Still, I can not yet guess with any certainty what the day was like for my grandparents. In my memory I see them only a few times as I passed by for another soda. To me they looked like observers. But that gives me too much credit. If I thought about them at all it would be only to think about how crazy it was to wear a tie at the lake.

Were they filled with longing to join in? Were they wishing they were back home? Did they enjoy the fireworks? Did they not like to swim? Were they just observing from the porch? Or did they enjoy something I didn't see or understand? What is it like to watch one's family running and screaming and laughing?

On my long four minute commute to work I pass an elementary school. They have a little yard next the street. It seems that whenever I go for lunch there are children at recess. As I pass it is one continual high-intensity sense stimulation. There is constant and frantic movement. There is constant screaming and high pitched screaming. In this tiny yard they play kickball and hula hoop and climb on the jungle gym. how they keep it straight is beyond me. Walking past is enough for me. I actually enjoy the clamor for that minute. I don't need to try to swing on the monkey bars to enjoy others enjoying them. Maybe that is what my grandparents felt. I hope so.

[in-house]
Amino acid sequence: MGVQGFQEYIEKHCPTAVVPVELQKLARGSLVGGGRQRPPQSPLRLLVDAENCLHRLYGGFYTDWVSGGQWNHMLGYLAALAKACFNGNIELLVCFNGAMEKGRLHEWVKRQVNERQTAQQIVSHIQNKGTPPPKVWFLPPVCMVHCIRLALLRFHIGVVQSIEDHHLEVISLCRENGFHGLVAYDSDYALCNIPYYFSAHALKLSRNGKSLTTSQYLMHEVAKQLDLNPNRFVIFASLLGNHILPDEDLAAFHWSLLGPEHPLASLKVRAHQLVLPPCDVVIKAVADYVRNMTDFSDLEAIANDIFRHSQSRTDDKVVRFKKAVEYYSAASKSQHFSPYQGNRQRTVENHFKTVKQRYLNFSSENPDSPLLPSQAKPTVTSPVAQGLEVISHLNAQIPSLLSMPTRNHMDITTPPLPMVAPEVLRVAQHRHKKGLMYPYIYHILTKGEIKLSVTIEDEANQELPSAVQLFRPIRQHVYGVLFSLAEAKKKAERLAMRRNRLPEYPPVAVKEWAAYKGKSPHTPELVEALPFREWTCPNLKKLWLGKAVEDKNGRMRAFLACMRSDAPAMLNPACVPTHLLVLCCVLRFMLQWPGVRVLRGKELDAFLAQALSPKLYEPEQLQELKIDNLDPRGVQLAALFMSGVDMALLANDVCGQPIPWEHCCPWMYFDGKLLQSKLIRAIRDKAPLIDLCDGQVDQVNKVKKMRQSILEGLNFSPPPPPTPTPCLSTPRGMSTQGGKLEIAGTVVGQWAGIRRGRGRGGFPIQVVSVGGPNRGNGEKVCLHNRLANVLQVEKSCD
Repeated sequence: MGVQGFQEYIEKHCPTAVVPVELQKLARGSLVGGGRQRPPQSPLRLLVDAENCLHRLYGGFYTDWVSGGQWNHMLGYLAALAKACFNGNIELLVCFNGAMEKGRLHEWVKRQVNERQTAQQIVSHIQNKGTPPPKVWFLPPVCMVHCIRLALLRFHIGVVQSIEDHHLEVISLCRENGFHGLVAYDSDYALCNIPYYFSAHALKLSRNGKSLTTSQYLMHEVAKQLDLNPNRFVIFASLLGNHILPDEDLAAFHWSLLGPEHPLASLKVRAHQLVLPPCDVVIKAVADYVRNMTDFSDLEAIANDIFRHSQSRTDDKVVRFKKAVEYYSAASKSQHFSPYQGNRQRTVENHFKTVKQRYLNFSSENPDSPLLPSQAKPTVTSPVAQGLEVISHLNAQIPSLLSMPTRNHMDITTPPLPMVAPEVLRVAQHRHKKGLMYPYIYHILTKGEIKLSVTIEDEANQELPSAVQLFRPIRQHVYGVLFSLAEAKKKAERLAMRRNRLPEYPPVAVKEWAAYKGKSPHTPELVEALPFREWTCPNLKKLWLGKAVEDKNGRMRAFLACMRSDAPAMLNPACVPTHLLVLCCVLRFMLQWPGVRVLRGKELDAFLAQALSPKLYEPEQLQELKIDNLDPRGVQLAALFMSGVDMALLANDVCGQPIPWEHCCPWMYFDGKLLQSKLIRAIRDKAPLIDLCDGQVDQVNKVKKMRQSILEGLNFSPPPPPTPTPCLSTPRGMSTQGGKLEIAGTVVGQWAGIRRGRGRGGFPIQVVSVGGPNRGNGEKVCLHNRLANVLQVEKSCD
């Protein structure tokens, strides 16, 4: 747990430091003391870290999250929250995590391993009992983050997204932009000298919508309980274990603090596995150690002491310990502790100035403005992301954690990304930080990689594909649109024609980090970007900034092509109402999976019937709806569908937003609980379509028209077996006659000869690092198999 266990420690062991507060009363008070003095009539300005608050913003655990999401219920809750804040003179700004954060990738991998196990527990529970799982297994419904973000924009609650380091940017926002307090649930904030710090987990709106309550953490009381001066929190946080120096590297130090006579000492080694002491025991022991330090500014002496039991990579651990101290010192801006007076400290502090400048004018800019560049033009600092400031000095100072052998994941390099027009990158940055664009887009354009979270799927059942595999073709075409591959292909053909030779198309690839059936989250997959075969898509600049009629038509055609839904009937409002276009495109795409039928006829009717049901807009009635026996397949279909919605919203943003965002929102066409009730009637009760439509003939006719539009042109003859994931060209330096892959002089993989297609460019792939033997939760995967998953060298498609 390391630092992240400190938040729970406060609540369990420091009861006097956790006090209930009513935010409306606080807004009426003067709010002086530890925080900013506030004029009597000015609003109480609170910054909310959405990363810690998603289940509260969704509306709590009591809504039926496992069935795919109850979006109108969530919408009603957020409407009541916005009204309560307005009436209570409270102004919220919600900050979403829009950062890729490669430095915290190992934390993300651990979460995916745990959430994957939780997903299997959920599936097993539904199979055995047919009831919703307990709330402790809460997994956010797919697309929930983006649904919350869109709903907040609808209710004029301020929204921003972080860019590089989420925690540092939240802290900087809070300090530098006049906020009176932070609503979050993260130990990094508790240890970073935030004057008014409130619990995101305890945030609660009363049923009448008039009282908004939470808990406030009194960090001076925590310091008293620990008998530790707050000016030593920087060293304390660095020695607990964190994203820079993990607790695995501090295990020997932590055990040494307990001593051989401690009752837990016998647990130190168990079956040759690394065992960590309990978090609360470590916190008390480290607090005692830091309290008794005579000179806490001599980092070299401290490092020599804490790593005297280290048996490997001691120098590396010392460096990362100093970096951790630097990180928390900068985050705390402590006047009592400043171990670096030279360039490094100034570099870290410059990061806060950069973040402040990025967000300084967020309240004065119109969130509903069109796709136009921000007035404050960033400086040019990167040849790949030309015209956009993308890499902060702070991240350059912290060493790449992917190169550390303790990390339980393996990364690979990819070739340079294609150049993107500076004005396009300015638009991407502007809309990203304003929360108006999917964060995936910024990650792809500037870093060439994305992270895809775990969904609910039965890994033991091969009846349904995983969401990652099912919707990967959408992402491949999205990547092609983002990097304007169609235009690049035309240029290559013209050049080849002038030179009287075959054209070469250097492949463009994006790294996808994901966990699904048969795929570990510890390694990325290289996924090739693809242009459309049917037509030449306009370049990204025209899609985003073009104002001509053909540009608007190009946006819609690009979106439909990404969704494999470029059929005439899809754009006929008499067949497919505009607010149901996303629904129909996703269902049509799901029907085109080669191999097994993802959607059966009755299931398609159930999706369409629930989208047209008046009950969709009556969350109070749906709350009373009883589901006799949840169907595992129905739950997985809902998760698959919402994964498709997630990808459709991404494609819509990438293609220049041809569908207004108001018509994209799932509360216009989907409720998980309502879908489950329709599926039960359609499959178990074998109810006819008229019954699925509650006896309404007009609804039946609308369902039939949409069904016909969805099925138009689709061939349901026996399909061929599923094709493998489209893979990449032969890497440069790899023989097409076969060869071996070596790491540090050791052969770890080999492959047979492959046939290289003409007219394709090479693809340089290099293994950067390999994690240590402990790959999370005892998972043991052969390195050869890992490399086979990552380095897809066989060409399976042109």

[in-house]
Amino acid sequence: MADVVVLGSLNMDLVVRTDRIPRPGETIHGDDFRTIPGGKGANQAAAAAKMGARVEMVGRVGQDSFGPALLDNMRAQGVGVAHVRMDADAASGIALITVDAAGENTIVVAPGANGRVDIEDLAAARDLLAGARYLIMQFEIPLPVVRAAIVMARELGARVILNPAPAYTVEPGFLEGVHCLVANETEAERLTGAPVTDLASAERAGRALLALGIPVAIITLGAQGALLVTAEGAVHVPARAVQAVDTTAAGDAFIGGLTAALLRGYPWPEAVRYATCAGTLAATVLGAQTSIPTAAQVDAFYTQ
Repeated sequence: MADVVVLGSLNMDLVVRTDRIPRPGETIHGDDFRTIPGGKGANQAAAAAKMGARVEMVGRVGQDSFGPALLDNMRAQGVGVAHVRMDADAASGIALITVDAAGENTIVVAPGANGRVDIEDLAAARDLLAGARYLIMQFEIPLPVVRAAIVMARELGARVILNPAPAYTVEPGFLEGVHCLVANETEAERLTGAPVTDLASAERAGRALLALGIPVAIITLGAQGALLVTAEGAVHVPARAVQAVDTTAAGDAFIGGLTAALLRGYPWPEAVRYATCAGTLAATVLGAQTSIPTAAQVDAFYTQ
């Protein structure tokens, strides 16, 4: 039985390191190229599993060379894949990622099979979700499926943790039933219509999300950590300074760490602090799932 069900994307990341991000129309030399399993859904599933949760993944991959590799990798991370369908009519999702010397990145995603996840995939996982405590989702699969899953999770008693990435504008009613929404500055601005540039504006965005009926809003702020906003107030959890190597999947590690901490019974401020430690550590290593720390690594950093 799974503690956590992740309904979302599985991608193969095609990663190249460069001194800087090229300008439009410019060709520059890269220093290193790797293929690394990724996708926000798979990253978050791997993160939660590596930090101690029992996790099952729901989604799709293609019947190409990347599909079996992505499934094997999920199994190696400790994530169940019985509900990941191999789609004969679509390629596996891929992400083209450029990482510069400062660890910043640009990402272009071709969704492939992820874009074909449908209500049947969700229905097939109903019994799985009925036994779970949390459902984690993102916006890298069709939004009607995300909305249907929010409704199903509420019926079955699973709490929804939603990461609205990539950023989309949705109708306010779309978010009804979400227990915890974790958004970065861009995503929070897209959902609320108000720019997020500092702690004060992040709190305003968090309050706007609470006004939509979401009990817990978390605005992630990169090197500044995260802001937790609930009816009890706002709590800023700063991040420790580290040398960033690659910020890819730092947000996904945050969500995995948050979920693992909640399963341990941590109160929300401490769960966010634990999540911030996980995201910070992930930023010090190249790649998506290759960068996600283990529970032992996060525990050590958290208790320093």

I hope you have a wonderful fourth of July and I hope you are able to love on grandparents and family and friends. I am thankful that my grandparents were so surrounded. I know many seniors even in my neighborhood are not so blessed. Please consider donating to H.O.M.E. right now. They help very low income seniors - many who have little other support - meet basic needs and social needs. Give in honor of one you love so that another senior can better enjoy their holiday too!

*I can not have a post about the fourth of July and leave out all the best parts.